Simpson explained that "the great cause of this mourning is found in the man himself. Mr. Lincoln was no ordinary man; and I believe the conviction has been growing on the nation's mind, as it certainly has been on mine, especially in the last years of his administration, that by the hand of God he was especially singled out to guide our government in these troubled times. And it seems to me that the hand of God may be traced in many of the events connected with his history." Simpson' remarks paralleled sentiments expressed earlier by Dr. Gurley during the White House funeral: "God raised him up for a great and glorious mission, furnished him for his work, and aided him in its accomplishment."
Recognizing that his oration would be read widely, Simpson covered many topics he considered important to his audience: how Lincoln's funeral procession compared to others in history, the historical context of the war and its effects, Lincoln's various legacies, vengeance and forgiveness, ultimate justice and national destiny.
Although Simpson celebrated Lincoln's intellectual strength in some detail, he concluded that Lincoln's character proved more impressive: "It was not, however, chiefly by his mental faculties that he gained such control over mankind. His moral power gave him pre-eminence. The convictions of men that Abraham Lincoln was an honest man, led them to yield to his guidance."
Simpson also touched on Lincoln's spiritual side, although he admitted, "As to his religious experience, I cannot speak definitely, because I was not privileged to know much of his private sentiments." No doubt realizing that his audience wondered where Lincoln was spending eternity, he continued: "This I know, however, he read the Bible frequently; and he tried to be guided by its precepts. He believed in Christ the Saviour of sinners; and I think he was sincere in trying to bring his life into harmony with the principles of revealed religion."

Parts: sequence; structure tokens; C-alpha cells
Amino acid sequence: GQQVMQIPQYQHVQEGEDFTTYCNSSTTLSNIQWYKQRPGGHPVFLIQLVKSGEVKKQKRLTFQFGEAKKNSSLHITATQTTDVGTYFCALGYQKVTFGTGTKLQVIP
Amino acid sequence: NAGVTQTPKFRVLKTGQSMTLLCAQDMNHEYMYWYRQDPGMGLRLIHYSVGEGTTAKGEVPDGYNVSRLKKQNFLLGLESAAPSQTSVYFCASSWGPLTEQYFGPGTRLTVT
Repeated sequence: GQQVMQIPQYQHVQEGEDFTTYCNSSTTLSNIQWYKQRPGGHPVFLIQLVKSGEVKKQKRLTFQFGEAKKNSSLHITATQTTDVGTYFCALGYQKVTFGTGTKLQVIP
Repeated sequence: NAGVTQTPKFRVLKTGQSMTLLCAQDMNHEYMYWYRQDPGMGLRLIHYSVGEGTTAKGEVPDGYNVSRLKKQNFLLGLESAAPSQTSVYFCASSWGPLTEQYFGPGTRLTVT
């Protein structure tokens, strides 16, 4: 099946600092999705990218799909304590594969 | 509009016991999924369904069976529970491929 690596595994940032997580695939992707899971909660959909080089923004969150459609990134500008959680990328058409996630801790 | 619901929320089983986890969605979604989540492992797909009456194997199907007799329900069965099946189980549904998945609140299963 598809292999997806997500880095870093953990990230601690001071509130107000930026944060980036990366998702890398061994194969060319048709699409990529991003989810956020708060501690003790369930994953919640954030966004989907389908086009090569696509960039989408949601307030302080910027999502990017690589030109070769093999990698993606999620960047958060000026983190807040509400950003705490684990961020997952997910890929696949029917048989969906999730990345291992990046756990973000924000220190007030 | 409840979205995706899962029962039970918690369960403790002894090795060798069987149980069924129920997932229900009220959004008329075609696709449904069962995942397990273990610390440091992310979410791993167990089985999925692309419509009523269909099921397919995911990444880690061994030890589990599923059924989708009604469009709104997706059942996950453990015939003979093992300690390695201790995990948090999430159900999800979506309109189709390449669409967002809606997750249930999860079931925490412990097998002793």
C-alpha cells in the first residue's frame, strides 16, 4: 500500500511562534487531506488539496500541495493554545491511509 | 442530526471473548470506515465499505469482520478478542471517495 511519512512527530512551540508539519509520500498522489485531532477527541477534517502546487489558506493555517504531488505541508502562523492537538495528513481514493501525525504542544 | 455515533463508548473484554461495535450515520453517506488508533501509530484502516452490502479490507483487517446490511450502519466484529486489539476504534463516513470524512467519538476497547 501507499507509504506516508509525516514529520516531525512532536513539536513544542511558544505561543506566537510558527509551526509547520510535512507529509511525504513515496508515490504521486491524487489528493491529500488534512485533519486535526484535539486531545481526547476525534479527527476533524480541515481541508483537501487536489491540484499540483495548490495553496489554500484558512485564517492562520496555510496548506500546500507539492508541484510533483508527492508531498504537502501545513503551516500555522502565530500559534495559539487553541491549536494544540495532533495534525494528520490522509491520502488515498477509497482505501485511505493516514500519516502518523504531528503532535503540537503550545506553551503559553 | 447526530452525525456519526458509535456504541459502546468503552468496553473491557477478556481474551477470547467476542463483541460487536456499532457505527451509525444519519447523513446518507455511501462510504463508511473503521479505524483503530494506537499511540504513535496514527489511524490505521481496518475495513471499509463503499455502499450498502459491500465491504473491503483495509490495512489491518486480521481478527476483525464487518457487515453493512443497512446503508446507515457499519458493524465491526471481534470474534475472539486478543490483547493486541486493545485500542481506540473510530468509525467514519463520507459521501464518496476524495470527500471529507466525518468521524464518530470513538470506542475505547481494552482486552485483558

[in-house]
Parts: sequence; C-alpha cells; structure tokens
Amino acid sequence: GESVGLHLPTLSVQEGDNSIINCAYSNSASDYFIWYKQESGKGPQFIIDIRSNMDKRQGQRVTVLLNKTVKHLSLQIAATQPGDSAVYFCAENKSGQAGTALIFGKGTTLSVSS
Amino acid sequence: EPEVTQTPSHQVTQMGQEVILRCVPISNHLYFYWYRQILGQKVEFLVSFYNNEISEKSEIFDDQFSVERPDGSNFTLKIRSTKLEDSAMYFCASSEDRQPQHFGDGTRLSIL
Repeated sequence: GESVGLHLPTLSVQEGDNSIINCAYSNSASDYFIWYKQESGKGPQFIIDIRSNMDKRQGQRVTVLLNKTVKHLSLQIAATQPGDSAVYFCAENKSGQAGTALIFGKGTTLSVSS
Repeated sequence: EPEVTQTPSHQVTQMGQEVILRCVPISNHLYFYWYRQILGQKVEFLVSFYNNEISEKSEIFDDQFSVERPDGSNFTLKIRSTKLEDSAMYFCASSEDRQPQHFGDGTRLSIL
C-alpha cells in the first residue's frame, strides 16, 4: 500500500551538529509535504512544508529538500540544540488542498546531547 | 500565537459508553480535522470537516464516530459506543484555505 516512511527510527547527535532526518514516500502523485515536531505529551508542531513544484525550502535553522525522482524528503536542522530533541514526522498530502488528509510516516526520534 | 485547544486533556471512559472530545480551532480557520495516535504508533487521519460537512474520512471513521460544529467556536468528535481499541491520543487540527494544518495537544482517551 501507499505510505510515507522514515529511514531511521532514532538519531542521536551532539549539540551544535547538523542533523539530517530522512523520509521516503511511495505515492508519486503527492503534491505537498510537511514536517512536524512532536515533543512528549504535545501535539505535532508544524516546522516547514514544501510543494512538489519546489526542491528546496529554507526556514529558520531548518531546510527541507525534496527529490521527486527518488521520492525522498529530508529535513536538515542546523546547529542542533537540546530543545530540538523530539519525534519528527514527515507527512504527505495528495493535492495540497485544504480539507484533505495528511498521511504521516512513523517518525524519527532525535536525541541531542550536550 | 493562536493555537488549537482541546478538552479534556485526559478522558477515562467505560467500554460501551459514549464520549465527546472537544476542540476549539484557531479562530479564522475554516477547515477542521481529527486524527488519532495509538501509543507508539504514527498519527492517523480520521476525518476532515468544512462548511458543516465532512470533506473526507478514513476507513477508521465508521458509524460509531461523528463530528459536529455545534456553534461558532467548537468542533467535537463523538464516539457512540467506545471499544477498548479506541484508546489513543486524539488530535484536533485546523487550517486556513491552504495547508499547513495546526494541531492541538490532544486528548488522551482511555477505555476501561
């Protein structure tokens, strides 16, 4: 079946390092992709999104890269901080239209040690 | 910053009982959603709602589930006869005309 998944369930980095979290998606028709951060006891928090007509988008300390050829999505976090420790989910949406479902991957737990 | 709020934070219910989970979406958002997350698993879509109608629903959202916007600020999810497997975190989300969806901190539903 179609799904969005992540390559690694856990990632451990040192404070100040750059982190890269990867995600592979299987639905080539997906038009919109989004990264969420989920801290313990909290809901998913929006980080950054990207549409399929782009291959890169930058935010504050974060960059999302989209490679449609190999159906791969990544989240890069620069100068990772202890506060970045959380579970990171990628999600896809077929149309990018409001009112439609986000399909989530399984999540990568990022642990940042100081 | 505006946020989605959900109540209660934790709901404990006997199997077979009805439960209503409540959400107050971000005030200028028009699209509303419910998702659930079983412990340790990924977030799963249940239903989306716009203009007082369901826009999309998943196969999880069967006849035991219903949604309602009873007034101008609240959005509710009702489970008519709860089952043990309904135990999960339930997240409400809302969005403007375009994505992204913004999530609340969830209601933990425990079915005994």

Simpson's sermon was followed by another dirge by Wright called "Over the Valley the Angels Smile," using the music of Eberhard Storch. Rev. Dr. Simeon W. Harkey, a theology professor at a local school where Lincoln had been a trustee and his son Robert once attended, offered the closing prayer. The choir followed this with the requiem "Peace, Troubled Soul." Dr. Gurley gave the benediction, and the funeral hymn he composed for the Springfield service, "Rest, Noble Martyr," was sung next.
After the choir and audience sang a Doxology, a local writer said, "the vast multitude melted away and sought the railroad depots, from which the trains bore them to their homes in all parts of the nation -- east, west, north and south. Thus ended the most grand and sublime funeral pageant the world ever saw."
John Carroll Power, first custodian of the future Lincoln tomb, noted, "I feel justified in saying that more than one million men and women must have looked upon the dead face of Abraham Lincoln; an event which has no parallel in the history of the world."
One of the Springfield papers offered its own benediction: "To-day we lay him reverently to rest, amid the scenes he loved so well. Millions will drop a tear to his memory, and future generations will make pilgrimages to his tomb. Peace to his ashes."
Public Viewing in Springfield Statehouse
Musical TributesIn contrast to President Lincoln's Washington funeral, the Springfield service included many musical selections. The choral pieces are listed here in the order in which they were performed. Some were written expressly for the occasion, while others had been in the standard repertoire for many years. One of them, "Rest, Noble Martyr," was composed by President Lincoln's Washington pastor on the funeral train to Springfield.
"Peace, Troubled Soul" by Samuel Ecking and Lowell Mason
Peace, troubled soul, thou need'st not fear;
Thy great Provider still is near;
Who fed thee last, will feed thee still:
Be calm, and sink into His will.
The Lord, who built the earth and sky,
In mercy stoops to hear thy cry;
His promise all may freely claim;
Ask and receive in Jesus' name.
Without reserve give Christ your heart,
Let Him His righteousness impart;
Then all things else He'll freely give;
With Him you all things shall receive.
Thus shall the soul be truly blest,
That seeks in God His only rest;
May I that happy person be,
In time and in eternity.
"Children of the Heavenly King" -- by John Cennick and Ignaz Pleyel
Children of the heavenly King,
As we journey, let us sing;
Sing our Saviour's worthy praise,
Glorious in His works and ways.
We are traveling home to God,
In the way the fathers trod;
They are happy now, and we
Soon their happiness shall see.
Lord, obediently we go,
Gladly leaving all below;
Only Thou our Leader be;
And we will still follow Thee.
"Unveil Thy Bosom, Faithful Tomb" -- Music by George F. Handel and Text by Isaac Watts, from the Dead March of Saul
Unveil thy bosom, faithful tomb,
Take this new treasure to thy trust,
And give these sacred relics room
To seek a slumber in the dust;